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Smart home control

What if every device in the home had its own Internet IP address? It would be possible to remotely control lights, appliances, heating and air conditioning units, as well as receiving alerts from a security system when away from home as well as effectively manage energy usage throughout the day.

The smart home could have dozens or even hundreds of appliances connected through a secure wireless network designed for two-way communication

The smart home could have dozens or even hundreds of appliances connected through a secure wireless network designed for two-way communication.

At an IPSO Alliance event on the Internet of Things last week, NXP Semiconductors presented a smart home control demo using JenNet-IP – its ultra-low-power wireless connectivity network layer software based on 6LoWPAN.

The demonstrator showed compact fluorescent lamps (CFLs), LED light bulbs, smart plugs and a display panel – each with its own IP address – monitored and controlled wirelessly by iPad and Android tablets as part of a secure network.

Building on the GreenChip smart lighting demo released earlier this year, the new JenNet-IP home control demo shows how groups of lights and other devices can be managed through a mobile app, and how energy usage in the home can be monitored in real time. A Wi-Fi gateway with a USB dongle based on the NXP JN5148 wireless microcontroller serves as a bridge between the 6LoWPAN IPv6-based home wireless network and the local IPv4-based wireless network, and also provides a DHCP server for the IP addresses of local 6LoWPAN devices.

“Smart lighting as a concept has sparked the imagination of industry observers worldwide, and the feedback we’ve received on JenNet-IP – from customers and partners – has been brilliant. Our demo at this year’s IPSO Alliance event shows how remote controls and tablets can be used to monitor and control not only your lights, but also other devices such as TVs and smart plugs, and manage overall energy consumption in the smarter home,” said Jim Lindop, chief strategist, Low Power RF product line, NXP Semiconductors. “NXP is firmly committed to the ongoing development of ultra-low-power 802.15.4-based solutions for wireless connectivity in the smart home, in smart buildings, and in smart industrial environments.”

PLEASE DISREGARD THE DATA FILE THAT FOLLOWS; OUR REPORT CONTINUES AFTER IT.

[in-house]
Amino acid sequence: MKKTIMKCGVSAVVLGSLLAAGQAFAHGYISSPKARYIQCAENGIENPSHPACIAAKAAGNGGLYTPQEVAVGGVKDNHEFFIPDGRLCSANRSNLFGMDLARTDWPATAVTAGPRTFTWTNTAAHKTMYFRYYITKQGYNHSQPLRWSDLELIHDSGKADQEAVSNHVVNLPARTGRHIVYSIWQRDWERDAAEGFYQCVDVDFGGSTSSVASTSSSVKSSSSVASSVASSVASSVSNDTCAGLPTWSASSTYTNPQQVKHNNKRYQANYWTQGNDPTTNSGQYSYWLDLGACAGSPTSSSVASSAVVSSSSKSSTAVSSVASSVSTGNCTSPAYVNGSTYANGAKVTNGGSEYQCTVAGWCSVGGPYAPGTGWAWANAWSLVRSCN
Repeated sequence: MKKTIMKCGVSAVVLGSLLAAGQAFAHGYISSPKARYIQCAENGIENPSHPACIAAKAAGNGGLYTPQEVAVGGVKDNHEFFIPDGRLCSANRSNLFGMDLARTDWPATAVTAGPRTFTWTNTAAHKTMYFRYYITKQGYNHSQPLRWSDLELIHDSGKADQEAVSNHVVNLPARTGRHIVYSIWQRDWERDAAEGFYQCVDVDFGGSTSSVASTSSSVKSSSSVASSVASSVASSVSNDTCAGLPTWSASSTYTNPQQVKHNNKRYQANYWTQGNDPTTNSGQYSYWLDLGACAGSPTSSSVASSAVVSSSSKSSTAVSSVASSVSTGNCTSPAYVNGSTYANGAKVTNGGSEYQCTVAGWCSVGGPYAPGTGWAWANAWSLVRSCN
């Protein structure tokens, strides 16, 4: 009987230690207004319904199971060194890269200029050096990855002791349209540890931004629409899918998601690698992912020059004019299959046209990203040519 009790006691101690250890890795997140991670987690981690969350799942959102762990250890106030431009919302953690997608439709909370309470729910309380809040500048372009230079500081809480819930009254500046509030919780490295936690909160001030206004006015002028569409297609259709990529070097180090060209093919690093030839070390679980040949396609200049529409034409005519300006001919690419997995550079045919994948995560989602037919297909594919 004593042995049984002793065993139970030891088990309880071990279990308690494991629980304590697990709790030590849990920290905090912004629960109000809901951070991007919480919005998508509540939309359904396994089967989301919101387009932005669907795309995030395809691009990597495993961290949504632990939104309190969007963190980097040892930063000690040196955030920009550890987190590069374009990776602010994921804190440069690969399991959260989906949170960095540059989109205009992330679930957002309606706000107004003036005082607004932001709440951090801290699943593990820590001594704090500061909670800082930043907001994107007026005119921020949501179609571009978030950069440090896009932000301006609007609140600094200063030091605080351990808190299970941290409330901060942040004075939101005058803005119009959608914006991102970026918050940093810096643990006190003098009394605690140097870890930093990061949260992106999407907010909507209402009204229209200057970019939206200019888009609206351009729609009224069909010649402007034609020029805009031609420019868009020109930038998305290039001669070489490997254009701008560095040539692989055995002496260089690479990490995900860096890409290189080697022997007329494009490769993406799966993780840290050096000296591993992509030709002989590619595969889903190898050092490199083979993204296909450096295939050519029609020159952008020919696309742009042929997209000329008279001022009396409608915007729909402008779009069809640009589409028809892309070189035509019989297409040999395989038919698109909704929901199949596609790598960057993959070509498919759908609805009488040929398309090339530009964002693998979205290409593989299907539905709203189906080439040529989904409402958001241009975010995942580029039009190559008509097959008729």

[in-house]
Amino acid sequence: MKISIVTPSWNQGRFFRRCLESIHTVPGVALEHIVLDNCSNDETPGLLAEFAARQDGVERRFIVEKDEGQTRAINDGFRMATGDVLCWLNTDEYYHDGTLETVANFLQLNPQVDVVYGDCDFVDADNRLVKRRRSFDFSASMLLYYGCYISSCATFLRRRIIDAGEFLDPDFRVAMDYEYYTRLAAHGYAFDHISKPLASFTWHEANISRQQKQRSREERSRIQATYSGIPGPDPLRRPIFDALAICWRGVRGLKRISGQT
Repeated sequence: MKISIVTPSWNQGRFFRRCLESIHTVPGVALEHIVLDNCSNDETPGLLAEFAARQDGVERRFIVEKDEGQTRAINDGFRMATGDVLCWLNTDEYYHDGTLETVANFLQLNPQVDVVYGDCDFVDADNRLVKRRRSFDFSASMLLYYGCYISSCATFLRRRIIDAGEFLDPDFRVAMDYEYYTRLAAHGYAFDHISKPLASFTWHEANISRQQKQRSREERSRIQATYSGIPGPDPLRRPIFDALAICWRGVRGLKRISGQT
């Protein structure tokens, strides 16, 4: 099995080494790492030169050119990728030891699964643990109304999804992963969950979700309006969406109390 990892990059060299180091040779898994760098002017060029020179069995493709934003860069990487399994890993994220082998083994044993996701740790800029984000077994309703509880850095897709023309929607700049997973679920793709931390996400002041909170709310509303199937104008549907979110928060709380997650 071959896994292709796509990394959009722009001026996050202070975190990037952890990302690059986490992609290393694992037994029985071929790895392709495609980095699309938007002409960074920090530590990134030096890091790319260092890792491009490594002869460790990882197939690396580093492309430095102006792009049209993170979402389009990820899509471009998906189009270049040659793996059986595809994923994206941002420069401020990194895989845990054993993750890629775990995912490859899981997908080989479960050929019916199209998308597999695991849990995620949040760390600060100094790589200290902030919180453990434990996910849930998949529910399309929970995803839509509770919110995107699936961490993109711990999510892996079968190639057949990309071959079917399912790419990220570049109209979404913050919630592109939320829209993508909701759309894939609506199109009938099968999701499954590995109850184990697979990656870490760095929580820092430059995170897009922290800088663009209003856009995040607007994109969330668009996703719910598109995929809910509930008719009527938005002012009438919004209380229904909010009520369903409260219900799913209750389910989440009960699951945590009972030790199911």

Recent updates to the JenNet-IP protocol include enhanced gatewayless operation, allowing consumers to use remote controls and switches to control devices in the home without an Internet connection. This is particularly important, as consumers will typically start off with a small number of IP-enabled lights and a single remote, adding more lights, devices and remote controls as they become familiar with the technology, before finally upgrading the system to include an Internet gateway. Enabling the network to work independently from an Internet gateway ensures that the network will continue to work if the gateway fails, thus overcoming a weakness of other wireless control solutions. Other updates to JenNet-IP include faster throughput, improved security, and support for more types of building and home automation devices in the SNAP (Simple Network Access Protocol) layer.

“As a founding member of the IPSO Alliance, the Low Power RF team at NXP Semiconductors has made important contributions to 6LoWPAN. The latest demo from NXP shows how its 6LoWPAN-based JenNet-IP software is extending beyond lighting applications to support a broader range of devices in home automation and building automation, and nicely demonstrates how wireless IPv6 networking is starting to enable the Internet of Things in the broadest sense,” said Geoff Mulligan, co-chair of IETF 6lowpan Working Group and chair, IPSO Alliance.

JenNet-IP is a network layer using the IPv6 addressing and header compression schemes as defined in the IETF 6LoWPAN standard, and is designed for ultra-low-power networking based on IEEE 802.15.4 for both residential and industrial applications. Capable of scaling to support networks up to 500 devices, JenNet-IP has many features including ultra-low power consumption, long RF range, low memory footprint, and a low total cost of ownership. In May 2011, NXP announced its intent to make JenNet-IP available under an Open Source license.

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